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Art. 32.

In the with vol. of the Linnæan Transactions, Dr. Leach seems to have first recorded the perforating activity of his Limnoria terebrans; and we are here presented with more alarming details of its destructive industry, which is always exercised on timber in salt water. We are not prepared to assert that this little subma. rine borer has not been imported from America: but the mere circumstance of its recent discovery is not conclusive of the affirmative of such a supposition ; while its residence on the Bell-rock would rather intimate that it is indigenous to our own seas.

A second volume of this Introduction has appeared, to which we hope soon to attend.

RELIGIOUS. Farewell Sermons of some of the most eminent of the Nonconformist Ministers, delivered at the Period of their Éjectment by the Act of Uniformity in the Year 1662. To which is prefixed a Historical and Biographical Preface. Crown 8vo. pp. 449.

115. Boards. Gale and Co. 1816. “ Some of the Nonconformists,” says Mr. Neal, speaking of the proceedings on the Act of Uniformity, “quitted their stations in the church before the 24th August, as Mr. Baxter and others, with an intent to let all the ministers in England know their resolution before hand. Others about London preached their farewell sermons the Sunday before Bartholomew day; several of which were afterwards 'collected into a volume and printed with their effigies in the title-page; as the reverend Drs. Manton, Bates, Jacomb, Calamy, Matthew Mead, and others. The like was done in several counties of England, and such a passionate zeal for the welfare of their people ran through their sermons, as dissolved their audiences into tears.” (Vol. i. p. 382.) The anonymous editor of the volume now before us has not stated whether it be a reprint of that to which Neal refers; and indeed we perceive no great marks of his accuracy and diligence in other respects, in his editorial office. The Greek and Latin quotations which occur are frequently mis-spelt; the biographical notices are very meagre; and his own style is neither grammatical nor pure. E. g. : The convulsions which have for a series of years shook the foundation of thrones - have resulted not only in universal peace but in general improvement.'

The re-appearance of these discourses will doubtless gratify those by whom their authors are regarded as the confessors and martyrs of their own faith : but the general reader, who considers only what such an occasion as that on which they were delivered might be expected to call forth, will probably be disappointed. Several causes conspire to make the pulpit-oratory of these times, both in the church and among the Non-conformists, unsuitable to modern taste ; such as the prevalence of the phrases of a technical theology, the profusion and perversion of Scriptural language and allusion, the scholastic minuteness of subdivision, and the great change in the English language which has made their words and constructions obsolete. How different a place in general literature do the great preachers of the age of Charles II. hold, from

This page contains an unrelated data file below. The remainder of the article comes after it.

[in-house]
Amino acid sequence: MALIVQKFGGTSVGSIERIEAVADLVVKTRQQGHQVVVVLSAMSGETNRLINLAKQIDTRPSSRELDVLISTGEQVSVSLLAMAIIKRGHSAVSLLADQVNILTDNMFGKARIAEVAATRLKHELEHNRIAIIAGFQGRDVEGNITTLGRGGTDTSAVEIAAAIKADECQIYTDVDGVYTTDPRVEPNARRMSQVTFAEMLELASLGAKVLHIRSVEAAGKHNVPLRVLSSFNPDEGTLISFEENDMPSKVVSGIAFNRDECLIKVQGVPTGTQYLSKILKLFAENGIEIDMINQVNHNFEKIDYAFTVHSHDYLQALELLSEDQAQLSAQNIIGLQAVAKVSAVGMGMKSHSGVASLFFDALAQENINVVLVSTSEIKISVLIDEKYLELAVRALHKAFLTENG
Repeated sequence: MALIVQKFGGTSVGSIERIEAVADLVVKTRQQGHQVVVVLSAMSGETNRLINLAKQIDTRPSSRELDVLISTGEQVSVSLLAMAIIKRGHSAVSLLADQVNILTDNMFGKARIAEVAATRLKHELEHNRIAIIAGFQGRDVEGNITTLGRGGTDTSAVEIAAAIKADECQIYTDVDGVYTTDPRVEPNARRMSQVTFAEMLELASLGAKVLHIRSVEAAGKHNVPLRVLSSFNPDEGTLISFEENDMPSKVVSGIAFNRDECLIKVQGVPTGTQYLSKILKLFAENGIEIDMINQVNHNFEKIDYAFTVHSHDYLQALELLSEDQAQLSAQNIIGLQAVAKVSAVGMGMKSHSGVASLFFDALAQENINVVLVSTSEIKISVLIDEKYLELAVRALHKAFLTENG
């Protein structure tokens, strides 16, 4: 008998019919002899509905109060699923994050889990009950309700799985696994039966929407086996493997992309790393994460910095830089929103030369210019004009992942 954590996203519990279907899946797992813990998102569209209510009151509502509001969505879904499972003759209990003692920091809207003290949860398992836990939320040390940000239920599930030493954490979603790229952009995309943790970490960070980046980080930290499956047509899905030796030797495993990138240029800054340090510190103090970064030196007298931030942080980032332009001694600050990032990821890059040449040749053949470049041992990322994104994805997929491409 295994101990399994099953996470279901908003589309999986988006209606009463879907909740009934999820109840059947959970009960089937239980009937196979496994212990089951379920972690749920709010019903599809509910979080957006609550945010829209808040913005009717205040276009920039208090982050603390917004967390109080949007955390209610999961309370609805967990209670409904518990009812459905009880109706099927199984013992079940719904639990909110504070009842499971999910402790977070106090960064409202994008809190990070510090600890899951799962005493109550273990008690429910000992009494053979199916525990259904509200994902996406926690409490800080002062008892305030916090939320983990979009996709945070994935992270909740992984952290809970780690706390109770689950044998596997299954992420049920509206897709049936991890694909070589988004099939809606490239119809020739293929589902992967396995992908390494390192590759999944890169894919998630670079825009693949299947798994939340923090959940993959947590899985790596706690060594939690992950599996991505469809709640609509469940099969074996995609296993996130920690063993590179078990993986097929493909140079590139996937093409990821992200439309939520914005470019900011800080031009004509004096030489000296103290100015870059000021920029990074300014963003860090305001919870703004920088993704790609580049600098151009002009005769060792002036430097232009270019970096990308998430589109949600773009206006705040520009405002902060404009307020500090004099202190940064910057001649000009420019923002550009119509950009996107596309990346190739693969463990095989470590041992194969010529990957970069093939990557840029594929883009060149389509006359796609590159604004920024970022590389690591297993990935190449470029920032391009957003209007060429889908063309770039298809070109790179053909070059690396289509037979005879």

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We made our remarks at full length on the new Pharmacopæia of the London College on its first appearance, and we did not scruple to point out many circumstances in it which we thought were imperfections, as well as a few instances of gross inaccuracy. About the former, a difference of opinion might prevail, and the points were such as to afford a fair object for discussion : but, with respect to the latter, only one sentiment could exist. A national work, like that in question, should have been exempt from any defect which might have been prevented by taking advantage of the information not merely of the members of the corporate body from which it proceeded, but of all men of science who were able to contribute to its improvement. Still more culpable than any inaccuracies of the kind to which we are alluding, were the typographical errors with which the volume abounded; and these consisted not merely in the mis-placement of a word or a letter, which might be at once obvious to the eye, so that no mistake with respect to the sense could be occasioned, but it happened, by a kind of singular misfortune, that some of these errors attached to figures denoting the strength or proportion of compounds: especially in two preparations in which, of all others in the whole work, correctness was peculiarly desirable. ..